Shrink films are often used in the context of packaging. These films have been stretched during the manufacturing process and when heated return to their original shape because of what is known as the "memory effect". During packaging, a tubular shrink film is usually placed around the product being packaged. When it is subsequently heated with hot air, the film constricts until it hugs the packaged product. This process is used both for small products (such as lipsticks) and entire pallets that have been loaded with goods. Hot air shrinking is also widely used in beverage packaging applications. 

  • Instead of having a label applied to them, individual bottles are often wrapped in a decorative shrink-on hose, which – in this case – is referred to as a "sleeve". This may only cover part of the bottle or may extend across the entire height. 
  • Another typical application is the use of shrink film to create a pack of between six and twenty-four bottles or cans. 
  • Shrink-on caps are placed over wine bottle closures (screw tops or corks) to protect them against dirt or for decorative purposes. When these preformed caps are exposed to hot air, they shrink tightly around the neck of the bottle and closure. 

The following materials are commonly used for shrink films, depending on the application: polyolefins (PP and PE), PET, and PVC.

Shrink films are often used in the context of packaging. These films have been stretched during the manufacturing process and when heated return to their original shape because of what is known as the "memory effect". During packaging, a tubular shrink film is usually placed around the product being packaged. When it is subsequently heated with hot air, the film constricts until it hugs the packaged product. This process is used both for small products (such as lipsticks) and entire pallets that have been loaded with goods. Hot air shrinking is also widely used in beverage packaging applications.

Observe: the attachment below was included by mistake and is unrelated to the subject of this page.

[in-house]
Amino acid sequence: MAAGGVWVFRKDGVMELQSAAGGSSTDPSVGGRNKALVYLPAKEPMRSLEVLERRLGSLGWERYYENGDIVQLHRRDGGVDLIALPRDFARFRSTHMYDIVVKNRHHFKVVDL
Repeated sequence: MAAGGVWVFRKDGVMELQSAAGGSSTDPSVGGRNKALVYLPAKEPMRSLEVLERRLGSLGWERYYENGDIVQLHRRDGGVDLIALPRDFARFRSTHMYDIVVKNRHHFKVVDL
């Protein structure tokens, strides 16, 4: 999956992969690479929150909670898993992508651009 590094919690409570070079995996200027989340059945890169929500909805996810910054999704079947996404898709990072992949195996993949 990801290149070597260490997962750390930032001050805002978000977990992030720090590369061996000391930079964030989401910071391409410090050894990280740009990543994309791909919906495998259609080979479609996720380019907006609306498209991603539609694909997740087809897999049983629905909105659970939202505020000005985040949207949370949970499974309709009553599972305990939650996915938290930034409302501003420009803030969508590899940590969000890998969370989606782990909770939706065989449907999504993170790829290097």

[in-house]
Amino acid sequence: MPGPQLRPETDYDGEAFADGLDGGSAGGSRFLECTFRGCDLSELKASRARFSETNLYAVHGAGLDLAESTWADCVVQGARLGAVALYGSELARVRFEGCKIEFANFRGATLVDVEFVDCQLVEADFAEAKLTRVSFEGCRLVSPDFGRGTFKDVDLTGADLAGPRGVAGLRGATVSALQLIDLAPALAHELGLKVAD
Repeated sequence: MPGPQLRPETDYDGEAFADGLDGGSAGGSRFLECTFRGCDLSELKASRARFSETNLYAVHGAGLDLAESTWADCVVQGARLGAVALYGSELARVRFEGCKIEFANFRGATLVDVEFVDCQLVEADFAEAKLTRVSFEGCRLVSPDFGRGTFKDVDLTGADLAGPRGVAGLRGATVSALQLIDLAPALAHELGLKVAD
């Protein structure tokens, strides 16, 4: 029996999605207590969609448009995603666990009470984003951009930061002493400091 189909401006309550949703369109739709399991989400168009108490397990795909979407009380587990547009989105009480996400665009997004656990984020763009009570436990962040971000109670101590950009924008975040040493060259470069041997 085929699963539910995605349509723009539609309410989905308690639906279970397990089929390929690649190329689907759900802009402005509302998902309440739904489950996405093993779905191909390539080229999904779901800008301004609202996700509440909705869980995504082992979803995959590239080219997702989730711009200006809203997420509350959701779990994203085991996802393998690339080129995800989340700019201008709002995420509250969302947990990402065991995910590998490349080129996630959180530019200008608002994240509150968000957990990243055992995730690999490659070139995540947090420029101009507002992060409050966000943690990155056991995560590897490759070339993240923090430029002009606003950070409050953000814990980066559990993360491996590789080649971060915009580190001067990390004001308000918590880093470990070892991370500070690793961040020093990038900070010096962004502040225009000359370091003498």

• Instead of having a label applied to them, individual bottles are often wrapped in a decorative shrink-on hose, which – in this case – is referred to as a "sleeve". This may only cover part of the bottle or may extend across the entire height. 
  • Another typical application is the use of shrink film to create a pack of between six and twenty-four bottles or cans. 
  • Shrink-on caps are placed over wine bottle closures (screw tops or corks) to protect them against dirt or for decorative purposes. When these preformed caps are exposed to hot air, they shrink tightly around the neck of the bottle and closure. 

The following materials are commonly used for shrink films, depending on the application: polyolefins (PP and PE), PET, and PVC.